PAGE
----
A New Beginning or a Curate’s Egg?
A local and national reflection on the Church of England during the time of Coronavirus
The Rev’d Danny Pegg is the Assistant Curate of St Luke’s Stone Cross, in the Diocese of Chichester. He is two years into his curacy following training at Westcott House, where he undertook a Cambridge BTh in Theology for Ministry and an MPhil in Anglican Studies. His main theological interests lie in Anglican ecclesiology (his MPhil dissertation was on Archbishop Michael Ramsey) along with Anglican distinctiveness and theological tradition.
As it now has for many, ministry has transformed during the coronavirus lockdown for me. The Eucharist is said alone in the church building once a week. The heart of our former spiritual nourishment has been transplanted. My first Easter as a priest became something of a week-long vigil. The Daily Offices are seeing a renaissance in our parishioners’ lives – both the live-streamed variety and offices said alone at home at the same time as everyone else. The length of one-to-one conversation in any given week with most parishioners is up. I am asked to pray more. I am in touch with various groups in the community (the council, charities, schools, etc) far more than ever. I am praying more – and I have finally got around to creating that prayer space in the study. I am reading and – unsurprisingly – writing more. I am involved in my own small way with the efforts to connect volunteers to those who cannot get out of the house for essential food and medicine. I am seeing parishioners where able and permitted, getting involved in all of the relief efforts and sharing spiritual resources and prayer: the gospel lived out in action and word down a telephone line or digitally just as often as in the flesh.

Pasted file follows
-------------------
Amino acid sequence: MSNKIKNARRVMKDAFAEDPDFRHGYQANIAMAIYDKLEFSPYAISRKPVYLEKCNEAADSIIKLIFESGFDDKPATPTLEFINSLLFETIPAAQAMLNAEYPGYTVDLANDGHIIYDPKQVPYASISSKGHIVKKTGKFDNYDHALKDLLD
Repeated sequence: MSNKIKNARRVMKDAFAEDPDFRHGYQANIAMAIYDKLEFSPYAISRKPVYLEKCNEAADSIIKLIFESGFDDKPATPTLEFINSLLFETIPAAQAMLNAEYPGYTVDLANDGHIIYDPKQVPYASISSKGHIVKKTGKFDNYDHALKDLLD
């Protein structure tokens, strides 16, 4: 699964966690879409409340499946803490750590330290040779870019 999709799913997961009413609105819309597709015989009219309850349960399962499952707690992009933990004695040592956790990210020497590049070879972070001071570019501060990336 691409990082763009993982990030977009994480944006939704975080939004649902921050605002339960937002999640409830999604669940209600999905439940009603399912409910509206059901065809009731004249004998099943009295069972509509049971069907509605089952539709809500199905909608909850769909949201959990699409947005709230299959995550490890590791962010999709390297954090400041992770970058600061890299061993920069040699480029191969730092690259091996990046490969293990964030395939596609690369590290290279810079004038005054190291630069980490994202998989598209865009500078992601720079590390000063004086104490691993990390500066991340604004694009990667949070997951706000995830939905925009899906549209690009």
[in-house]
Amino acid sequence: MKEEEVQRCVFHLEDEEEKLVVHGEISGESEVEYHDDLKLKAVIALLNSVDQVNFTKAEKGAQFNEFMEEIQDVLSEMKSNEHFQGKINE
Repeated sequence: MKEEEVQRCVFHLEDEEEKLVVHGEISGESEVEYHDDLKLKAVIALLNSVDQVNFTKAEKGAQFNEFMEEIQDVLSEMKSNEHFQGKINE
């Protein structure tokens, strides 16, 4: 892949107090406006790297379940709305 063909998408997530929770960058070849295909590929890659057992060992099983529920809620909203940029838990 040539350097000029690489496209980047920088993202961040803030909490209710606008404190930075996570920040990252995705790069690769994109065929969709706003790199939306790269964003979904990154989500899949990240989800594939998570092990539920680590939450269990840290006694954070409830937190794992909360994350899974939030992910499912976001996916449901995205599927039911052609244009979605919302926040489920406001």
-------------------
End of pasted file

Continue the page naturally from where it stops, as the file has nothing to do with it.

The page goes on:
And, we aren’t going to go back to normal.
On this micro level, the accessibility of our worship, prayer and fellowship time alone is something that we cannot regress on even when physical gathering resumes. Too many have commented on how they are able to ‘do more’ praying, attend more and are comforted as a result. For our parish, this shows us perhaps some things we needed to be doing before. There may well be a novelty factor attached to some of this, but the impact feels real.
On the macro level, the national Church too has been largely affected. Attendance at worship appears to have spiked i and many are being interviewed about why people are attending more at home. The visibility of the Church in terms of its social justice endeavours is up too through the local press and necessity for Councils and agencies to partner with each other. The presence of so much worship and content now on the internet and on social media is making large ripples and many who were not interested before are seeing the Church in a new light. There are viral worship song videos; Archbishops in hospital wards and the faith is being witnessed as sustaining, attractive and powerful.
The national Church also to has to face the many cracks appearing across its surface, unveiled by these times of pandemic. The interior debates around the usage of buildings; the theology of the Eucharist; the pros and cons of moving into the digital realm as Church and the policies on hospital visiting are a few popular examples consuming much space on the Twittersphere. The Church of England also had an imminent financial struggle approaching prior to this crisis and it seems that these events will also progress discussions around church closures; parish amalgamations; parish and diocesan finances and potentially the parish system as a whole.ii